You are here

Feature

Districts faced with hard-to-fill vacancies—in math, science and bilingual education, among other subjects—look for candidates abroad, often with help from recruiting agencies

About 13,000 overseas-trained teachers worked in the U.S. on H-1B and J-1 visas in 2012, down from a peak of nearly 20,000 in 2009, according to a report from Education International, a federation of worldwide teachers unions.   

While the Trump Administration considers limiting the H-1B program, educators make up a small percentage of workers coming to the U.S. on H-1B visas, according to the U.S. Department of Labor. 

In a soon-to-be-released study of eighth-graders in seven states, results reveal that game-based learning can not only engage students, leading them to perform better on assessments, but it can be easily incorporated into lessons.

90 PERCENT FLUENT—Most third-graders at Hilton Head Island Elementary School for the Creative Arts reach grade level in math after playing a particular game that helps build their skills.

Ten weeks before summer break each year, Jason Borrie makes a dramatic announcement to his social studies class at Northeastern Clinton Central, a high school in Northeastern Clinton CSD in upstate New York. An uncle of theirs has passed away, leaving each student $25,000 with one condition: they invest their inheritances in the stock market.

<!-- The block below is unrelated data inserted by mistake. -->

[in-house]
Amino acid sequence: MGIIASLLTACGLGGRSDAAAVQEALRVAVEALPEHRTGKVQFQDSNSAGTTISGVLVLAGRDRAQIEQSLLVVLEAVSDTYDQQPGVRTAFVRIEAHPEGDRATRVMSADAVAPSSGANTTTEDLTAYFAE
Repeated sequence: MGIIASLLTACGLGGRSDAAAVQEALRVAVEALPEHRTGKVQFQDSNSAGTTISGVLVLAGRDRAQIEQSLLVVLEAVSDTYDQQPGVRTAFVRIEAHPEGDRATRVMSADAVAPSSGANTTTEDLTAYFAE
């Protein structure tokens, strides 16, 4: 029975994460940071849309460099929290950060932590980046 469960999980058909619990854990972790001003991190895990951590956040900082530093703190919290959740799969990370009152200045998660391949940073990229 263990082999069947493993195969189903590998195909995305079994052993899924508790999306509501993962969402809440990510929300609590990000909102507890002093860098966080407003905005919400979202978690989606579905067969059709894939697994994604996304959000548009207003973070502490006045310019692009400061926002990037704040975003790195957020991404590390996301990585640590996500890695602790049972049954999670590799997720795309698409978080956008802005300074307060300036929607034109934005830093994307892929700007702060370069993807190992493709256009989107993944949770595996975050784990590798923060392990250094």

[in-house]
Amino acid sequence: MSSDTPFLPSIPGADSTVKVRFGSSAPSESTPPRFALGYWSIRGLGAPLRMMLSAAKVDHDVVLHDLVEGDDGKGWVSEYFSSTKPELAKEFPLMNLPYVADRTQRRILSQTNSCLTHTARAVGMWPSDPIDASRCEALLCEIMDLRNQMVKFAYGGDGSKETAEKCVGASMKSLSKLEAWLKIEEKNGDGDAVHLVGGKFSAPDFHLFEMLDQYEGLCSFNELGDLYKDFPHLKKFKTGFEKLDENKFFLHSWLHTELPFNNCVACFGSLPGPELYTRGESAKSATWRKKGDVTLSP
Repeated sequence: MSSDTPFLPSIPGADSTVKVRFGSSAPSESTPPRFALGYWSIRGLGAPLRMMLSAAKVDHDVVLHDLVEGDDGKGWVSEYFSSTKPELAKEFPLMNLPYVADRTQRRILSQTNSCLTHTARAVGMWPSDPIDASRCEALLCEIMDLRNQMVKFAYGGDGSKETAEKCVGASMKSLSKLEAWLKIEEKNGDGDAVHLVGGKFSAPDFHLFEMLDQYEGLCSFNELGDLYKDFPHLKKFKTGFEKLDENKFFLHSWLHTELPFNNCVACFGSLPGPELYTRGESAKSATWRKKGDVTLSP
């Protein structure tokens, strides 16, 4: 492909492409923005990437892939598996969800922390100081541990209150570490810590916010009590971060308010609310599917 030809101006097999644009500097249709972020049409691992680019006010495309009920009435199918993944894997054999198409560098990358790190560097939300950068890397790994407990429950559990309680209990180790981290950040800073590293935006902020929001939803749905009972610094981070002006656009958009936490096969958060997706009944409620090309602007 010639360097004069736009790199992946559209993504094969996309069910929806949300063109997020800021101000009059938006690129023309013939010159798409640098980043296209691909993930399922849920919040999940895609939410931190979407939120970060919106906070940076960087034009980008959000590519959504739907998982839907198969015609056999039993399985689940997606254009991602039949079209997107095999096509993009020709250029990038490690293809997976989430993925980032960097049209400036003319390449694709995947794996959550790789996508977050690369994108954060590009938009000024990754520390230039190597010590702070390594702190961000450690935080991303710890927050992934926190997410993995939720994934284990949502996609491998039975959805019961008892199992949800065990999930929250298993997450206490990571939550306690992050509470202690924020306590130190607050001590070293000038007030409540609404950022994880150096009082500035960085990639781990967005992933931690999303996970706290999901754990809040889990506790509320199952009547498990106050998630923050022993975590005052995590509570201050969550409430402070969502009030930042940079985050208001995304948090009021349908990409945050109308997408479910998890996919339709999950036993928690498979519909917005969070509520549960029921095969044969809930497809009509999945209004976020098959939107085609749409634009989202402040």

In four Utica Community elementary schools in metro Detroit, students as young as 10 manipulate and pull apart the organs of the body, build roller coasters, and design and test 3D prototypes.

Imagine being able to reach out, touch and manipulate an object you’ve designed – before the object exists physically in the real world. That’s the premise and promise of virtual reality, and it’s something a company called zSpace offers classrooms around the country.

With zSpace, students and teachers can “lift” digital objects—such as a human skeleton—from the screen and manipulate them in three dimensions, but without any messy, real-world consequences.

Across the country, youngsters in all grades are connecting with senior citizens on projects that transcend community outreach to provide students with true curricular value.

Jennifer Spring, superintendent of Cohoes City School District near Albany, New York, received a phone call from a local senior center in fall 2016 inquiring if any of her high school students could help senior citizens learn technology.

Since January 2017, junior and senior honors student have spent about an hour each Tuesday afternoon helping seniors set up laptops, operate smartphones, archive digital photos and organize email inboxes.

Allowing students to explore news articles that spark their curiosity can provide a bigger literacy boost than having them read nonfiction texts about random topics far removed from a youngster’s interests. 

The National Association for Media Literacy Education (NAMLE), which helps schools find resources to teach the subject, is among several organizations campaigning for state bills that would mandate media literacy instruction in public schools. 

“The goal is not to create cynical people who don’t trust anything—it’s about creating informed skeptics,” says Michelle Ciulla Lipkin, NAMLE’s executive director. “The core is prompting learners of all ages to think critically and immediately ask, ‘Oh, how do you know that’s true?'”

Pages